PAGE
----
Mr. Speaker, I would like to take this opportunity to thank my constituents of Chatham-Kent--Essex for giving me the honour once more to represent them in the House of Commons.
I would also like to thank all of the volunteers who gave their time and energy during the election to make this happen.
Finally, I would also like to thank my wife Faye and my children: Jeremy and his wife Joeline; Rachael and her husband Justin; Michael and his wife Angela; David and his wife Katie; Joel; Andrea and her husband John; Adam and his wife Melany; and Eric and his wife Katie. Without their support I think it is quite obvious that this would have been a much different task.
Yesterday, we were graced by Her Excellency the Right Honourable Michaëlle Jean, the Governor General of Canada, who opened the 40th Parliament and laid out for Canadians the government's plan and agenda for the upcoming Parliament.
We have all just returned from our grueling campaign trails and so I take this time also to congratulate all of those returning and those newly elected to this House. The election race gave us the opportunity to face our constituents, the ones who have placed us here. The time also gave us the chance to listen to them very closely. After all, this is why we are here, to represent them in Ottawa.
I would like to tell the House a bit about my riding of Chatham-Kent--Essex. It is situated at the southern most part of this great country in southwestern Ontario. It is an area that has been blessed with some of the greatest agricultural land in all of Canada. It is a cornucopia of agriculture. It lies within the shadow of Detroit and the headquarters of the Detroit three, and has many satellite factories supplying parts for our all important auto industry.
The largest community, Chatham, has produced trucks at the Navistar plant for many years and has earned a proud tradition of workmanship that goes back three or four generations of craftsmanship.
Much of my riding lies along the shore of Lake Erie where, for instance, the town of Wheatley boasts the largest freshwater fishing port in the world.
At the base of the furthest land bridge of southern Canada, Point Pelee, lies the booming Municipality of Leamington, the tomato capital of Canada, where we will find the largest collection of farms under glass, namely greenhouses, in North America.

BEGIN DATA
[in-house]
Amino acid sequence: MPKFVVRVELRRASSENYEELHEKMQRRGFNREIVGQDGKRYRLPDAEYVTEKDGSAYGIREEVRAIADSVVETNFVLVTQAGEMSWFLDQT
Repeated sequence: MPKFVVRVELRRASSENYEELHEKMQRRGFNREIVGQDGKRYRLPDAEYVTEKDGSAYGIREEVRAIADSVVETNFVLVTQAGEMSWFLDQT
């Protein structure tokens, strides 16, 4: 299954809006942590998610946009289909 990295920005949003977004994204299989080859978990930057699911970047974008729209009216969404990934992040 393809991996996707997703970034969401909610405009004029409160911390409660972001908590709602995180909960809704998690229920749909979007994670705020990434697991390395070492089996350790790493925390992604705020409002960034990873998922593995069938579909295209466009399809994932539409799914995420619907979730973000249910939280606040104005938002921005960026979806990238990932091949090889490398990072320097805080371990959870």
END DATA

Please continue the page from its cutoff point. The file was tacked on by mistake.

My colleagues can see that I am quite proud of my riding and like most insist it is the greatest riding in all of Canada. That is why I am so happy to reply to the Speech from the Throne today.
As I stated earlier, we have all had an opportunity to engage in a level of dialogue with our constituents that is normally impossible during an election.
I am happy to hear what our government plans to do and has done in the past two and a half years to address what the people of Chatham-Kent--Essex have told me.
First, my constituents wanted a government that would manage the global uncertainties that the storm clouds of economic chaos threaten to bring. I will be glad to bring back to them the report from the throne speech, a report that sets out a five prong plan.
The plan would reform the global financial system by working with our allies and trading partners to re-examine and renew the rules that underpin the global financial system.
Second, the plan would ensure sound budgeting by ensuring that Canada does not return to ongoing, unsustainable structural deficits while putting all federal expenditures under the microscope of responsible spending.
Third, our government's plan would secure jobs for families and communities by encouraging the skilled trades and apprenticeships, supporting workers facing transition, and providing further support to the automotive and aerospace industries.
Fourth, it would expand investment and trade by modernizing investment, competition and copyright laws while working with the United States to address shared challenges and pursuing trade agreements in Europe, Asia and the Americas.
Finally, the plan would make government more effective by reducing red tape, fixing procurement, improving program and service delivery, and improving the management of federal agencies, boards, commissions and crown corporations.
In addition to detailing the core economic priorities of the government, the Speech from the Throne also outlined other areas where our Conservative government will be looking to deliver results for Canadians.
We would secure our energy future by developing our rich energy resources and pursuing new, cleaner energy supplies, including further development of the natural gas resources in Canada's north. The government would also ensure it is ready to regulate new nuclear projects.
We would tackle climate change and preserve Canada's environment by reducing greenhouse gas emissions 20% by 2020, ensuring that 90% of our electricity needs are met by non-emitting sources by the same deadline and banning bulk water exports.
We would help all Canadians participate by further improving the universal child care benefit, increasing access to maternity and parental benefits under employment insurance, and acting to help Canadians who care for loved ones with disabilities.
We would keep Canadians safe by strengthening the sentences for serious criminal offences, putting in place new rules for food and product safety, and introducing a new national security statement.